'The Office' Director Paul Feig Recalls a 'Turning Point' Moment in Making Michael Scott Lovable

In a recent interview, Paul Feig explains how Steve Carell’s Michael Scott was turned lovable.
In a recent interview, Paul Feig explains how Steve Carell’s Michael Scott was turned lovable. | Chelsea Guglielmino/Getty Images

Paul Feig is a talented actor and filmmaker who has leant his experience to a breadth of movies and television shows such as Last Christmas, Bridesmaids, A Simple Favor, 30 Rock, Mad Men, and the recent remake Ghostbusters. Feig is also known for creating the comedy series Freaks and Geeks as well as his frequent collaboration with actress and comedian Melissa McCarthy. Feig's extensive filmography includes directing and producing several episodes of The Office, and according to Collider, he had a key role in helping make Michael Scott a household name.

The filmmaker opened up on the remote interview series Collider Connected about his experience directing The Office. Apparently, Steve Carell’s Michael Scott wasn't resonating with audiences the way the network would have liked at the start. Feig revealed that Carell's role in The 40-Year-Old Virgin helped hone in on the character, specifically while filming the season two episode “Office Olympics.”

"We all kind of realized well [Steve is] lovable in 40-Year-Old Virgin," Feig explained. "So we don’t want to make Michael Scott cuddly and lovable, but we have to be able to at least not just go, ‘Oh he’s such a bore, he’s so mean.’” A turning point for the character came during the scene in "Office Olympics" when Michael takes the stand after winning the workplace competition.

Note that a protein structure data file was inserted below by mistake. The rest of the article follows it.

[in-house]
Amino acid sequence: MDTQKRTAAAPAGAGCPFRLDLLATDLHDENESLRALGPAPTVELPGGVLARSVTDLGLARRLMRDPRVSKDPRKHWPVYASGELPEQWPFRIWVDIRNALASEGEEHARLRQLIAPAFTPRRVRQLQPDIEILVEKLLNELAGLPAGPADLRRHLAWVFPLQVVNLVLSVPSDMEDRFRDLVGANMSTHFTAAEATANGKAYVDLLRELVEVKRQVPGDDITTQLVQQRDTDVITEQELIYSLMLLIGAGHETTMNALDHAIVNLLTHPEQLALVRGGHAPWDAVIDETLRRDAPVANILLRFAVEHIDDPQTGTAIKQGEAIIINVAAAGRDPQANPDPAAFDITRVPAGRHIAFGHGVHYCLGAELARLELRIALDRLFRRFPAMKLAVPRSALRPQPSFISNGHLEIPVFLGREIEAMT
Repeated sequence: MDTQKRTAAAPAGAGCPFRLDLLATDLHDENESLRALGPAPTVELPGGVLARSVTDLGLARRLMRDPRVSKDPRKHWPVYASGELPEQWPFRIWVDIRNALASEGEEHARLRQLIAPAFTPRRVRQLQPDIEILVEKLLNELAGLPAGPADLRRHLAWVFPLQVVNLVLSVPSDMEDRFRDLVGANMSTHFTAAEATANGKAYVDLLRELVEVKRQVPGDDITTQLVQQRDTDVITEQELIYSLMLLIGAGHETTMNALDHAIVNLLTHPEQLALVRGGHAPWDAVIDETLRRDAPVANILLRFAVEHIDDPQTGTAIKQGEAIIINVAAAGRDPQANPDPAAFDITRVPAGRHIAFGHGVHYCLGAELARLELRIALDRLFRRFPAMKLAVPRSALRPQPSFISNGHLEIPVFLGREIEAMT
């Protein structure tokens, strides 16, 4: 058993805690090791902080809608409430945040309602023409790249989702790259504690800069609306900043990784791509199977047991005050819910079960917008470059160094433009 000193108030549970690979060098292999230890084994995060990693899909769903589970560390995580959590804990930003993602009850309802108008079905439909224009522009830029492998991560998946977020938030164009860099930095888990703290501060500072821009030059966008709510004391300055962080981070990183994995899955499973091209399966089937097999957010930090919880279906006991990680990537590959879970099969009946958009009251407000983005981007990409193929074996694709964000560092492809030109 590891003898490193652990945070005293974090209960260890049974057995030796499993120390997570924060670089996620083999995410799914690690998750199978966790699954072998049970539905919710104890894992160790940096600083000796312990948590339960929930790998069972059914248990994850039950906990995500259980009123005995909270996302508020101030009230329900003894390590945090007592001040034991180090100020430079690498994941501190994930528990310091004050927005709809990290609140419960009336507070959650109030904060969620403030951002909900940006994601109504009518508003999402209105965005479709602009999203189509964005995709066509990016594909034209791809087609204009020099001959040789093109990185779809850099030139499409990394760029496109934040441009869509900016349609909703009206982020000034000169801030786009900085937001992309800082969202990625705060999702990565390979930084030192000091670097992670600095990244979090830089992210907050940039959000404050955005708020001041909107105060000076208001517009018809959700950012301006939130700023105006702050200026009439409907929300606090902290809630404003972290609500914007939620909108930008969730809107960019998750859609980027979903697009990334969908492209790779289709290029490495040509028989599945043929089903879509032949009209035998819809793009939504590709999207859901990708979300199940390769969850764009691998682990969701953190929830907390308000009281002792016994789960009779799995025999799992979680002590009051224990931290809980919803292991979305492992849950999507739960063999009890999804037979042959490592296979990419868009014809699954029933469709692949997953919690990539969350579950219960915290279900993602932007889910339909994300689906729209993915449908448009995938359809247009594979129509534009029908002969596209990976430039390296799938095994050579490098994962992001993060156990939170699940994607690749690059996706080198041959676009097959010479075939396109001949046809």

"It's just supposed to be this joke of he thinks he’s getting this big honor and he’s so proud and everybody’s laughing at him behind his back, but Steve made this great choice to get very teary-eyed during it. He got really emotional," Feig explained. For the director, that was when everything finally clicked for the character, as he continued:

“That was kind of this weird turning point where it was harder to cut to people laughing at him because we’re all going, ‘Oh God, this poor guy,’ because he got roped into getting this condo he’s gonna buy and stuff. I think that was the moment where it was like, ‘Oh wait there is a way to do this, he can still be insufferable but he can be well-meaning at the same time.’ He can have moments where right when you think he’s gonna be an idiot, he actually does something smart or has a lucid moment where you kind of vest interest in him.”

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